How to Motivate Your Child to Learn

Do you have a child who comes home with failing grades year after year—or straight C’s when you know he could get A’s? You assume, based on his abilities, that he should be more successful in school. It’s enough to drive you crazy—especially because you know how important it is for him to do well so he can get into college someday—or even just graduate. You’re worried sick about his future, so you nag and get on his case about his laziness, lack of motivation and irresponsibility. You just don’t get why he’s so uninterested in doing well, so you try everything you can think of to motivate him. But try as you might, the situation doesn’t get better—in fact, it gets worse.

As a parent, it’s difficult not to become invested in our child’s academic life because we know how important it is for their future. From our perspective, it makes no sense that our kids would put things like friends or electronics before their work. The truth is, most kids are motivated, but not by what we think should motivate them. Look at it this way: your child is probably highly motivated and not at all lazy when it comes to things that excite him, like video games, music, Facebook and what cool new jeans to buy. One thing for certain is that if you pressure your child in order to motivate him, it almost always makes things worse.

Understand that kids need to buy into the value of doing well. Think about it in terms of your own life—even as an adult, you may know it’s best to eat right, but actually following through is another story! In a way, your child must own the importance of doing well himself. Of course external factors may also get in the way (mental or physical illnesses, learning disabilities or behavioral disorders, family issues and substance abuse, to name a few.)

For some people, all the stars are aligned at the right time—motivation, skill and attitude combine to create a successful outcome. But for most of us, it’s way trickier and a much more uneven path to motivation and success. When you think about it, not every kid asks teachers for help, does all their homework on time all the time, reviews the material they learned each night and puts aside all the other distractions to get down to their studies. The ones who do are typically the kids who have what is called “good executive functioning,” because the front part of their brain is more developed. This plays a significant role in school achievement. It helps the regulation of emotions, attention span, perseverance, and flexibility.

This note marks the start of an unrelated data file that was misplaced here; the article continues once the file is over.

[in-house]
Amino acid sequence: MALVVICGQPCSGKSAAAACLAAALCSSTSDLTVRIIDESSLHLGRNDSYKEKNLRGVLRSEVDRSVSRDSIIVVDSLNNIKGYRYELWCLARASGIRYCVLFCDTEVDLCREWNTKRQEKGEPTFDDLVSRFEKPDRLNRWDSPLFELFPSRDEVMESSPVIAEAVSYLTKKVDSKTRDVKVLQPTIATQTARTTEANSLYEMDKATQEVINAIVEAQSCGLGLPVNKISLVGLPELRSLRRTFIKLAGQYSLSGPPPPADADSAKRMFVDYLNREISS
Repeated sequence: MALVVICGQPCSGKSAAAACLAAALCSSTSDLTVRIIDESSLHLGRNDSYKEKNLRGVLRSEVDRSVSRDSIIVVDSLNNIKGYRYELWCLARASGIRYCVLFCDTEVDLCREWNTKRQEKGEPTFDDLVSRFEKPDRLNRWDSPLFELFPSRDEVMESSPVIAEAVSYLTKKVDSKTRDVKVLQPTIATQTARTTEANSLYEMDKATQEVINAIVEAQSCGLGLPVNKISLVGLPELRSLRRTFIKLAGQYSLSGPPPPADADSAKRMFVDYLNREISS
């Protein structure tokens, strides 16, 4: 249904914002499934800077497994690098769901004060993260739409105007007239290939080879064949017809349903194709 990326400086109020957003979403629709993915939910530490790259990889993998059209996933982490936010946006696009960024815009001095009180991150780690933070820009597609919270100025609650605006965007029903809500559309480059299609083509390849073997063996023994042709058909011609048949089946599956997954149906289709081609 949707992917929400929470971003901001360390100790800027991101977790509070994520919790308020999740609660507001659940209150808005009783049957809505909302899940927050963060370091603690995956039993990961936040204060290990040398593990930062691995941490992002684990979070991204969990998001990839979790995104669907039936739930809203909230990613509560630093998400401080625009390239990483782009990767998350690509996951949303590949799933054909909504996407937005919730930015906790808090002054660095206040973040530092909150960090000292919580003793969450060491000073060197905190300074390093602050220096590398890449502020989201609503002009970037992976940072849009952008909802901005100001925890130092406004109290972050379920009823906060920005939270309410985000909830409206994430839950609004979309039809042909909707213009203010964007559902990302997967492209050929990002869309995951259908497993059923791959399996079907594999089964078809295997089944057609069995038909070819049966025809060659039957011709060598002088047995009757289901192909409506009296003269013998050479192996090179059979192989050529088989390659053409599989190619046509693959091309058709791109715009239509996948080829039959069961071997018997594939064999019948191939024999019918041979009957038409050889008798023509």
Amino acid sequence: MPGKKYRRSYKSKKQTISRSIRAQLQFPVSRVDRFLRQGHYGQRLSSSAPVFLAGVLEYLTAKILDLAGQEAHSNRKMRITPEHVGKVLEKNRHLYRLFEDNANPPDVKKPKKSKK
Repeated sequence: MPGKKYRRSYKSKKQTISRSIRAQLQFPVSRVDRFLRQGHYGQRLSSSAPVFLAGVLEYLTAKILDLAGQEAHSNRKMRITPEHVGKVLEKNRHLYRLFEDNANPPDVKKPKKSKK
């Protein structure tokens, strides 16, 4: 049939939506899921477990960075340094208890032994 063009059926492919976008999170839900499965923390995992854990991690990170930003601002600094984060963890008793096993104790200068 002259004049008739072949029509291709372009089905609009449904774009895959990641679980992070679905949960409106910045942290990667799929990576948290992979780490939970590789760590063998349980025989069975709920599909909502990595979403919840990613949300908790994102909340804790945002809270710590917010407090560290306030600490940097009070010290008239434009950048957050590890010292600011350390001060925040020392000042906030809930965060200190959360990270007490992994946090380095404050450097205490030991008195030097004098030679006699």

For many, many kids their functioning often does not develop until much later in the adolescent years. This is particularly tough if you are a parent who was responsible at an early age, but you now have a child lagging behind. It’s hard to imagine that they’re not just lazy, irresponsible and unmotivated. Of course, if you start believing these things about your child, you will simply get annoyed, frustrated, angry, and reactive to their laziness—which will contribute to the power struggle and to their to their defiance. How can you avoid doing this? Read on to find out.

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